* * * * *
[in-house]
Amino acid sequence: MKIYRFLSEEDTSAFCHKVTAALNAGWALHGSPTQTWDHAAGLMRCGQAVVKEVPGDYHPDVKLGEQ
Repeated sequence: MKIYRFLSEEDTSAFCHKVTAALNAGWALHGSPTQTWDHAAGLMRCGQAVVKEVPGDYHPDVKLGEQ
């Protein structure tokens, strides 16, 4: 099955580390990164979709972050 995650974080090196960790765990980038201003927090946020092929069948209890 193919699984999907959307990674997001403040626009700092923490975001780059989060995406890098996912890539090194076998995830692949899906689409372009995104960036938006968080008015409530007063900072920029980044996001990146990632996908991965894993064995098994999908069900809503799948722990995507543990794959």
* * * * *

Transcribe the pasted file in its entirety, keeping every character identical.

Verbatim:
[in-house]
Amino acid sequence: MKIYRFLSEEDTSAFCHKVTAALNAGWALHGSPTQTWDHAAGLMRCGQAVVKEVPGDYHPDVKLGEQ
Repeated sequence: MKIYRFLSEEDTSAFCHKVTAALNAGWALHGSPTQTWDHAAGLMRCGQAVVKEVPGDYHPDVKLGEQ
């Protein structure tokens, strides 16, 4: 099955580390990164979709972050 995650974080090196960790765990980038201003927090946020092929069948209890 193919699984999907959307990674997001403040626009700092923490975001780059989060995406890098996912890539090194076998995830692949899906689409372009995104960036938006968080008015409530007063900072920029980044996001990146990632996908991965894993064995098994999908069900809503799948722990995507543990794959």